And as an experienced spinner and dyer, I can tell you that, yes, such dramatic shifts are common with fiber. What you see in the braid is only a guesstimate of what you'll see on the bobbin, which is nothing like what it'll appear when plied (unless you chain ply, and then it's close). I'm far more adventurous when I buy roving than when I buy yarn for that very reason.

Unfortunately, it can sometimes work in the reverse when it comes to happy factor. You may love the braid and hate the muddied or dull plied yarn in the end. It's all part of the adventure and one of the best parts about spinning.

Another lovely skein of handspun from you. It's gorgeous.

It's a beautiful yarn! You're right, the color looks more subdued spun up than it did in the braid... how curious.

Pretty! I'm a big fan of spinning thin, I find that the more pieces you strip a roving into, or the longer you draw, the more the subdues.

that yarn is just gorgeous. I love the subdued shades.
you are a spinning pro!

Nancy:

it turned out very pretty! I didn't know you did spinning too- very talented!

Gorgeous!

Beautiful yarn!!! Can't wait to see what it looks like when it's knit up.

mari:

so pretty! more adventures in spinning fun!

I've already said it, but it's gorgeous yarn. I'm curious about the fiber color to yarn color relationship, but I guess experience will tell us more about how that works. Talia had an interesting point about color last night. She said you need to think of fiber like quilting - you want some light, some medium, and some dark in your fiber or your finished yarn tends towards muddy. I guess I'll see how the Koala turns out since there's not a whole lot of tonal variation in that either.

Wow..those turned out really beautiful. I need to bust out my spinning wheel again. I wouldn't necessarily say the yarn is subdued but I do think it looks very rich (on my monitor) and I think that the three ply really accentuates that play in color from light to dark. Anyway..I like it...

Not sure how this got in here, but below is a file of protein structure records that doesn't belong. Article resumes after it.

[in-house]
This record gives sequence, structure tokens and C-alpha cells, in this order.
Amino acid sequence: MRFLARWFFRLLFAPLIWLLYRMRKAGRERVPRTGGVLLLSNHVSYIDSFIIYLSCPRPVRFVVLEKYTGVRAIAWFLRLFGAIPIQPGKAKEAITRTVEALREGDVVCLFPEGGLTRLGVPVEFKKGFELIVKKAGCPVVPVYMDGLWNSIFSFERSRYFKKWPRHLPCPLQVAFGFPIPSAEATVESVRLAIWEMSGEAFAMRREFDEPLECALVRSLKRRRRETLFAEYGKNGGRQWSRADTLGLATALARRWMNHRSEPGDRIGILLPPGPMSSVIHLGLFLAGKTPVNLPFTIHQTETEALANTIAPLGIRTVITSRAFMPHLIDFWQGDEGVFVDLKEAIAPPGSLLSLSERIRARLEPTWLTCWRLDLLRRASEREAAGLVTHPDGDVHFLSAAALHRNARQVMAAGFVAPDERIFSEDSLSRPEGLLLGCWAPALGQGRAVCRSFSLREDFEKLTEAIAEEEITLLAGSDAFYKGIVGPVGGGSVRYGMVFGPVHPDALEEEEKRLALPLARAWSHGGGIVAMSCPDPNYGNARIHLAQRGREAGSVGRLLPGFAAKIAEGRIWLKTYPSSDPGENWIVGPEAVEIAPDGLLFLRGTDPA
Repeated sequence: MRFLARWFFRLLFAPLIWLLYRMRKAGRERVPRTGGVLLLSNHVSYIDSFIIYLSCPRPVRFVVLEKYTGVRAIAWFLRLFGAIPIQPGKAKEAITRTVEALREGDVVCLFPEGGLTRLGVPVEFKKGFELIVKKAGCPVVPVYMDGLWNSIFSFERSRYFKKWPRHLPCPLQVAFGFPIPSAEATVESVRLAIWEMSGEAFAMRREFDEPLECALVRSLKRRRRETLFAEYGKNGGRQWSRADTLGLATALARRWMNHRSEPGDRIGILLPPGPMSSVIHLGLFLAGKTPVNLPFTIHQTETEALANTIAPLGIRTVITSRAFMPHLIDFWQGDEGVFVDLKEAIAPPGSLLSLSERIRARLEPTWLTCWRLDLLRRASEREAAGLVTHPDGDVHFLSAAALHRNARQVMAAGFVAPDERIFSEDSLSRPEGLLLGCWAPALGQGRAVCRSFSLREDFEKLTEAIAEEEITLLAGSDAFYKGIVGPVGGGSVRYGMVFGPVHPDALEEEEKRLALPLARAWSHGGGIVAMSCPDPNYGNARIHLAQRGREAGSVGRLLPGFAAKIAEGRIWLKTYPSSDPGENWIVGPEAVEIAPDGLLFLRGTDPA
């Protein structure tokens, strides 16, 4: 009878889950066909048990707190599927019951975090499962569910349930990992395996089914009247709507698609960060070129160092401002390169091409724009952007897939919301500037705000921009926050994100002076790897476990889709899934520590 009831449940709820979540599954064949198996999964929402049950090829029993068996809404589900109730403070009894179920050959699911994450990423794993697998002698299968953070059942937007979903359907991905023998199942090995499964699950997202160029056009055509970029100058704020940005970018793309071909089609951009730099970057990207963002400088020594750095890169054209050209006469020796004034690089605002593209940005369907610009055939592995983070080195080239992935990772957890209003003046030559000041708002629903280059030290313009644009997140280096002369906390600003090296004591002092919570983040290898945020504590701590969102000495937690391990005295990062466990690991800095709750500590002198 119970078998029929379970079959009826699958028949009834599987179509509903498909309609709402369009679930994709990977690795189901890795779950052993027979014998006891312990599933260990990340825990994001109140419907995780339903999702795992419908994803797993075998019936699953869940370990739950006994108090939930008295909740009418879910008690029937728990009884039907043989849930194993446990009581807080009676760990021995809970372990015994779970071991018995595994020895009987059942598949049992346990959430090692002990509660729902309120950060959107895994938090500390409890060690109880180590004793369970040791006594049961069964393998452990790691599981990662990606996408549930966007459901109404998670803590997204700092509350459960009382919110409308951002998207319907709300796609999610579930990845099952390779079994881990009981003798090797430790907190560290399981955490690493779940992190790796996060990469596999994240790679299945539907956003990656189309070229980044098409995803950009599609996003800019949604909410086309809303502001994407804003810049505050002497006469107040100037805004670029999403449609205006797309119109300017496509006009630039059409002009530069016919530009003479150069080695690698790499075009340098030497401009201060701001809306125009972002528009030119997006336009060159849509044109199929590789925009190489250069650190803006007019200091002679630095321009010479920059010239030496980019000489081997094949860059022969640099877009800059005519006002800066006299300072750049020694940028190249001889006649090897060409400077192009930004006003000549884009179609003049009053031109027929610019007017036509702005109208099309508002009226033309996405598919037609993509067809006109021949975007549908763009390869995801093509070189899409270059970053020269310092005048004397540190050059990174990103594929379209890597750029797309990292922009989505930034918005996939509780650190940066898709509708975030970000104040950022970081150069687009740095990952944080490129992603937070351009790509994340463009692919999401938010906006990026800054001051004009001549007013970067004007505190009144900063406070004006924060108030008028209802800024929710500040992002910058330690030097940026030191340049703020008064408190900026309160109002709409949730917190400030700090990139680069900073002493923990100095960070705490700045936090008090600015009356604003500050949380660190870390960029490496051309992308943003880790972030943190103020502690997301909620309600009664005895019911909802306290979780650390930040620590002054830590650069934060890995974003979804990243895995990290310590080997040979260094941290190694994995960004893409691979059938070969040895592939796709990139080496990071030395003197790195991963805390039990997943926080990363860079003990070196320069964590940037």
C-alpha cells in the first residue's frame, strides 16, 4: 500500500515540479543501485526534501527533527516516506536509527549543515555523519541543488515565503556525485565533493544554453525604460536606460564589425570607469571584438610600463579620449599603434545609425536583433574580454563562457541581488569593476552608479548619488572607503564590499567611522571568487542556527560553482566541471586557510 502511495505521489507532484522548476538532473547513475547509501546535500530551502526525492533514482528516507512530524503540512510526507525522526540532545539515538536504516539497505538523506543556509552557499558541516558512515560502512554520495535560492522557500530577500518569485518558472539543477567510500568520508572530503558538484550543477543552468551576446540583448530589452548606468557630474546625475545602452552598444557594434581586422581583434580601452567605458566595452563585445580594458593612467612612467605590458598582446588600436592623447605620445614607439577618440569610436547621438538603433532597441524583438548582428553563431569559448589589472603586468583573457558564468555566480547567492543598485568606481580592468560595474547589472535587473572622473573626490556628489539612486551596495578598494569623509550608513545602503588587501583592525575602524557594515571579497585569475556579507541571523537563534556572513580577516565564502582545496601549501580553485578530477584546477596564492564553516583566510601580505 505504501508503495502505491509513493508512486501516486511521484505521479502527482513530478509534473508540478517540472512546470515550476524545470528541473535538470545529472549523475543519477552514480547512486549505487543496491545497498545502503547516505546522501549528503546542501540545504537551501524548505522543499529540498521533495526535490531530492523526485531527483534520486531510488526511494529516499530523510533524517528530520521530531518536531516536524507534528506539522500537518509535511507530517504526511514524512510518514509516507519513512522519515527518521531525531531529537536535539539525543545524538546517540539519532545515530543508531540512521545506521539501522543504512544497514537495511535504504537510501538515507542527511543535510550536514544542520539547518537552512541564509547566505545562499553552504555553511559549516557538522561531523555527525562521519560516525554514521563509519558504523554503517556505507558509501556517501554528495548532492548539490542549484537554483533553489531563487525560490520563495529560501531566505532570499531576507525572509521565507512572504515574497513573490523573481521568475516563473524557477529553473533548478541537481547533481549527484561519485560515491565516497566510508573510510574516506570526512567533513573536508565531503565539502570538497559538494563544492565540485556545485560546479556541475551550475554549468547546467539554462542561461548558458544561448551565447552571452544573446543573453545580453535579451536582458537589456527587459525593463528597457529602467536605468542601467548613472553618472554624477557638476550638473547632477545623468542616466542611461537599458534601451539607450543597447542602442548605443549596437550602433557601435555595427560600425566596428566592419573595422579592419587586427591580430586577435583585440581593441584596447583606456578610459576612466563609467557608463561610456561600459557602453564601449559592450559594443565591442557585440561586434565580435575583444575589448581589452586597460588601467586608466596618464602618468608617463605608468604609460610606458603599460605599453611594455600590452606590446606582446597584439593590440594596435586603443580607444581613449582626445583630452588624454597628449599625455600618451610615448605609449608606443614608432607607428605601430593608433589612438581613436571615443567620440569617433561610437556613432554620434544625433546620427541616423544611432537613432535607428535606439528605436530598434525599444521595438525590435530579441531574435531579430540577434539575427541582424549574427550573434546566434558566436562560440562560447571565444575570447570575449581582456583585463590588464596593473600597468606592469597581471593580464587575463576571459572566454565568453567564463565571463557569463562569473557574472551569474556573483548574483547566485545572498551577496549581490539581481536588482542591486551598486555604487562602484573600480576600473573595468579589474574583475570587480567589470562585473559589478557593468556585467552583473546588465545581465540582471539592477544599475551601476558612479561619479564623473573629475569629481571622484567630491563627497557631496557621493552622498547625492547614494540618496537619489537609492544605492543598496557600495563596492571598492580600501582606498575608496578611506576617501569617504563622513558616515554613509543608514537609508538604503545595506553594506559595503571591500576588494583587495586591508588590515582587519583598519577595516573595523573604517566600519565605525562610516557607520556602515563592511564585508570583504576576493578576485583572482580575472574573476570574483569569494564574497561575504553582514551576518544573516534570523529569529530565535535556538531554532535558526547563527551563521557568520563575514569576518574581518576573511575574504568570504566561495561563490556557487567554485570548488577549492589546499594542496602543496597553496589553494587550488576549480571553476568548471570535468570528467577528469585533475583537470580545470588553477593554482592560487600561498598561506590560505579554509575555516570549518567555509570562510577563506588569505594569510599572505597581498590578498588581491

Who knew? I was looking for information on Päivätär for a pattern I'm writing and came across your blog! Your spinning is gorgeous and I SO covet your woodsman's gloves. Keep up the lovely work!

Heather
at CraftLit.com

Lisa:

Hi, stopped by to see your blog after you left a comment. WHOA, Nellie your spinning is really gorgeous. Starting with this red 3ply skein. NICE. I like the experiment, too. I'll give that one a try. Thanks for stopping...Lisa

This is gorrrgeous! I can't wait until we move so I can have room to spin again. We are actually looking to move to your neck of the woods, but it won't be until next fall, I think. Probably west of the Hudson.

And I don't know if you remember me, but I used to follow your blog before the great computer crash of '08. I lost all my good knitting links! I'm on Twitter and I'm following you there also. :)

This is incredibly beautiful! What a great shade...!

How lovely! I will learn to spin - someday...